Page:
Over the past few days, I’ve seen a lot of articles published about the “anti-feminist” remarks made by Madeleine Albright and Gloria Steinem in regards to women supporting Bernie Sanders over Hillary Clinton. The majority of what I’ve seen has been strong in opinion and lacking in context, so I’m going to try and shed some light on what has become a minor media frenzy.
Although by no means do I agree with Steinem’s remarks about younger women thinking, “Where are the boys? The boys are with Bernie,” or Albright’s quote about there being, “a special place in hell for women who don’t help other women,” I feel that we at least owe it to these influential figures to more closely examine the sentiments behind their words before labeling them as out of touch, pseudo-feminists.
Clearly we are experiencing the effects of a generation gap. Millennial feminists, like myself, have grown up in a world where women have had more opportunities than ever before. As little girls we played with Barbies who were doctors, and business executives, and police officers. We watched our mothers pursue careers even after marriage. We saw people like Hillary Clinton and Nancy Pelosi and Ruth Bader Ginsburg hold powerful government positions.
Women like Steinem and Albright on the other hand were not as fortunate. When they were growing up, women could barely wear pants or play professional sports, much less run for political office. The feminist movement of their day was aimed at obtaining these basic rights that we often take for granted today. Because of the groundwork laid by these older feminists, millennials have been afforded the opportunity to expand the movement and focus on deeper level ideas and issues like queer theory, unfair maternity leave policies, and victim blaming.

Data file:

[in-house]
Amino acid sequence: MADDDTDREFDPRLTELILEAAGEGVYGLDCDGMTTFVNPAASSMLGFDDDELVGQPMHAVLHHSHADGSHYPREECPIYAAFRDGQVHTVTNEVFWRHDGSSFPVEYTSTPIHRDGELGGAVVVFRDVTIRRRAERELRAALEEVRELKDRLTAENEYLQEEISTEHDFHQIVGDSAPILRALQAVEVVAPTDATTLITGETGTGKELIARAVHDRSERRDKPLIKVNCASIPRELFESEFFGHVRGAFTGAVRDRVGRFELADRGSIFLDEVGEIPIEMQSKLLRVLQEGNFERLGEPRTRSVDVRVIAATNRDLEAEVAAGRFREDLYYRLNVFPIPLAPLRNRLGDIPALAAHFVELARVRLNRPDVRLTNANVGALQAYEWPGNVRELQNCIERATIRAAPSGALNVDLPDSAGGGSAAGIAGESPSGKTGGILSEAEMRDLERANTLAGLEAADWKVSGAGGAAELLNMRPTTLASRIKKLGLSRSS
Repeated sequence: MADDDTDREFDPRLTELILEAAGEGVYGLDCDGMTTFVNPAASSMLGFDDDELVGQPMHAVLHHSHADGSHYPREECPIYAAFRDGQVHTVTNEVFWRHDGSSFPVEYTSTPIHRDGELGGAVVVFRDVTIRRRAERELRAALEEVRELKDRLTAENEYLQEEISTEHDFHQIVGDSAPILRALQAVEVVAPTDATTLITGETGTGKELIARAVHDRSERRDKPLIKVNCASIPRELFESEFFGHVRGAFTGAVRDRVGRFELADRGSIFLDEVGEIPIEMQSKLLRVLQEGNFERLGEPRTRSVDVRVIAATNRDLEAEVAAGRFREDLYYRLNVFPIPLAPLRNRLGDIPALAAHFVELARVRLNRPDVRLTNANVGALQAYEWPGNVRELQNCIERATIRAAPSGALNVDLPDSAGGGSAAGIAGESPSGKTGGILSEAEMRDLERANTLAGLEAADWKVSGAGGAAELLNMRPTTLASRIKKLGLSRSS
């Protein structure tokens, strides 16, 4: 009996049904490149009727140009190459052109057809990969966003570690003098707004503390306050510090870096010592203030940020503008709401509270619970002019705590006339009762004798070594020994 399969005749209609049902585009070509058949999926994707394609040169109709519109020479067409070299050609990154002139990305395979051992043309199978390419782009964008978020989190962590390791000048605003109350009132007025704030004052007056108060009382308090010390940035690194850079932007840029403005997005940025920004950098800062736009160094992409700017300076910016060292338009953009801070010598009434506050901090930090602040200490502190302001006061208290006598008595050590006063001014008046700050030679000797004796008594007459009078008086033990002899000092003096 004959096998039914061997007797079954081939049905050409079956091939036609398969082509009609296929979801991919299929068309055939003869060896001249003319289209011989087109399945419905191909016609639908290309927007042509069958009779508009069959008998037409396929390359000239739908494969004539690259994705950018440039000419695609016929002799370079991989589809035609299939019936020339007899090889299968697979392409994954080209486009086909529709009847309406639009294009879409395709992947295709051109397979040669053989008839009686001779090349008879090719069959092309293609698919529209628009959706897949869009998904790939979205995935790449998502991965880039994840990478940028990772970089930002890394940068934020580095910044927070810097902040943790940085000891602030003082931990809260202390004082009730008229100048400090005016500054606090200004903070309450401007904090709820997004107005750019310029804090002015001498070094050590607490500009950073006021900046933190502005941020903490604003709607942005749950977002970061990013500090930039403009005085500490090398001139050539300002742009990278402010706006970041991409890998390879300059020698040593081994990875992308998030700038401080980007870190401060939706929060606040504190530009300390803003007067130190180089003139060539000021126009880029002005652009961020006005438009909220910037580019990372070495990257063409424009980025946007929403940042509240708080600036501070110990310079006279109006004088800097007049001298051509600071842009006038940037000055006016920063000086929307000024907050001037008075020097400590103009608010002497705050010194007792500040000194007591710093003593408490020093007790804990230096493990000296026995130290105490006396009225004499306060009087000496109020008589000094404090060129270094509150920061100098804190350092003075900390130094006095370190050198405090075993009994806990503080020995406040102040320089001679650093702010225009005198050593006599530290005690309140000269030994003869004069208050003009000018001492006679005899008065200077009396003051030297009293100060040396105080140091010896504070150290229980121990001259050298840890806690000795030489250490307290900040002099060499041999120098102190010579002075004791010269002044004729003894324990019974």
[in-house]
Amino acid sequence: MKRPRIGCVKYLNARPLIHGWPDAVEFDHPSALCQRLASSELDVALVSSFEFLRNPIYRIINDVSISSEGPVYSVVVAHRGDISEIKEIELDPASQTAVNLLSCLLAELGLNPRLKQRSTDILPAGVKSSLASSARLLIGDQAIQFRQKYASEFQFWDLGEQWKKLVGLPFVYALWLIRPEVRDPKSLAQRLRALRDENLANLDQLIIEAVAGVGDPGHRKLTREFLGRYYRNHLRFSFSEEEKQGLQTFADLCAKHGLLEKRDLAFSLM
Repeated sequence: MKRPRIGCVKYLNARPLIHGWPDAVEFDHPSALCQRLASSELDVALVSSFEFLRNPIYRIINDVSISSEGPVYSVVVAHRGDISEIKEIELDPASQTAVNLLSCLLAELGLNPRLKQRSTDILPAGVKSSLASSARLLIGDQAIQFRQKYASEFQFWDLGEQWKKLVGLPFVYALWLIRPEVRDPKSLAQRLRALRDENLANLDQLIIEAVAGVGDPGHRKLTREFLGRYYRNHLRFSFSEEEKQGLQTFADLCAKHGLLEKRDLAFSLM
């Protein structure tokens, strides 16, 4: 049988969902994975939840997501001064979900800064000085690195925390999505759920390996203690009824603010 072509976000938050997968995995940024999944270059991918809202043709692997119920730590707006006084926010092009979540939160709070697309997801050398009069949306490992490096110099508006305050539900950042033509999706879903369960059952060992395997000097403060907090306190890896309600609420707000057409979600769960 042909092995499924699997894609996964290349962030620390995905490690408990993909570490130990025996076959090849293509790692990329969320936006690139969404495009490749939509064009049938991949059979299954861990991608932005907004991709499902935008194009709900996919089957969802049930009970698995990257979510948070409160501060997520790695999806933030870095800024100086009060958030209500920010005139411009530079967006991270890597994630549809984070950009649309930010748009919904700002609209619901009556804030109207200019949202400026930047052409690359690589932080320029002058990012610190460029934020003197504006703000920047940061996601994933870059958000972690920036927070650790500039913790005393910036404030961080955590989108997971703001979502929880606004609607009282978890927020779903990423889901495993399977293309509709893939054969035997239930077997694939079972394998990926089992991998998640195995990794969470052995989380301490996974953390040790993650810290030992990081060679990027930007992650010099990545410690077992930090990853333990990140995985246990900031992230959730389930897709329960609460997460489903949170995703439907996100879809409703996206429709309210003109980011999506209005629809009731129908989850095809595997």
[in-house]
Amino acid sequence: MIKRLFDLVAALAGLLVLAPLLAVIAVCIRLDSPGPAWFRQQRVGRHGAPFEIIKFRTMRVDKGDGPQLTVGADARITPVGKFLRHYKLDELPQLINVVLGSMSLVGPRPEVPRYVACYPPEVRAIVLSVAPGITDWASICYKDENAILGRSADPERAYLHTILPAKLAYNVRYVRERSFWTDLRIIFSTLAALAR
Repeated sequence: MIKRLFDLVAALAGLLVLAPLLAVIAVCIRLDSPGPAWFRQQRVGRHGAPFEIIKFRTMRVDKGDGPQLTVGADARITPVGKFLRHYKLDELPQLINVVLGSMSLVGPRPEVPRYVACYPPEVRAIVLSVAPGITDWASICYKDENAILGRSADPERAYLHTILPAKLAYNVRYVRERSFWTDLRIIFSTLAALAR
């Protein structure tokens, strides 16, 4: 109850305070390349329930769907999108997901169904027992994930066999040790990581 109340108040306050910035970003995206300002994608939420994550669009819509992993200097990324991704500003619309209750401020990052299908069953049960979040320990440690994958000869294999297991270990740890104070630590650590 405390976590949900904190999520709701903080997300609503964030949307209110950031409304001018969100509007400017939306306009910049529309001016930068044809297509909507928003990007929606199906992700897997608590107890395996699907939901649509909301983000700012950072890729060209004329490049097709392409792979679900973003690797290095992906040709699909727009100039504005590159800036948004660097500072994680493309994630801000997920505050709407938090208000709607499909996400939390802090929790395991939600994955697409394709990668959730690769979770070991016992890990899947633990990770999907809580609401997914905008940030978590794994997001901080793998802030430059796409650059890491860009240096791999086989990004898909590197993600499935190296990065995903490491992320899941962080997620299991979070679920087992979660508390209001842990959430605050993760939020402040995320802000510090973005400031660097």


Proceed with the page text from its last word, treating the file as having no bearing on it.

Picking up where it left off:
Many are seeing this whole debacle as proof that Steinem and Albright don’t understand the goals of modern feminism, but I think that opinion is rather imperceptive. To assume these feminist icons have been living under a rock for the past ten years and are unaware of the changes to the movement is naive at best. I think the real issue here is the disconnect in values between second and third wave feminists.
Steinem and Albright are champions of creating change from the inside out. Their generation is known for fighting for things like Title IX and access to contraception, two battles that were fought on an institutional level. They’ve seen how in order to progress, sometimes we need to work with the establishment rather than against it. Because of those experiences, it’s probably perplexing to them why young women would choose a candidate like Sanders, whose campaign is built on the premise of being anti-establishment.
While young women of Steinem and Albright’s time were faced with the immediate issue of not being able to hold certain jobs, and thus were often forced to rely on marriage to support themselves, today’s young women have different impending problems to address. We’re being crushed under the weight of our student loans and watching the wage gap rapidly increase. Because of this, women of today see gender equality as an important issue to base their vote on but not the deciding issue.
For Steinem and Albright, women whose day to day lives were negatively impacted by their limited employment opportunities, this is the deciding issue. These women fought to ensure that a woman could have any job a man could, including commander-in-chief. Hillary Clinton may very well be the last chance in their lifetime for a woman to be elected as president.
Steinem and Albright were attempting to convey the urgency of electing a woman president to a generation of girls preoccupied by other issues, but unfortunately they went about this the wrong way. Rather than shaming young women voting for Sanders by claiming they were only doing so in an attempt to please men, Steinem should have highlighted the fact that many women may feel pressured into voting for him in order to prove they aren’t just choosing a candidate based on gender. Instead of using inflammatory rhetoric to try and claim Clinton deserves women’s votes based solely on gender, Albright should have highlighted what a triumph a female president would be for the feminist movement.
These women probably did not intend for their words to come off as anti-feminist, but ultimately outcomes speak louder than intentions. Do I think we should simply brush their remarks aside? No; But do I think these women—who have done so much to ensure their successors would grow up with more rights than they had—deserve to not be written off entirely by their fellow feminists? Yes.
Originally published on clearcontemporary.wordpress.com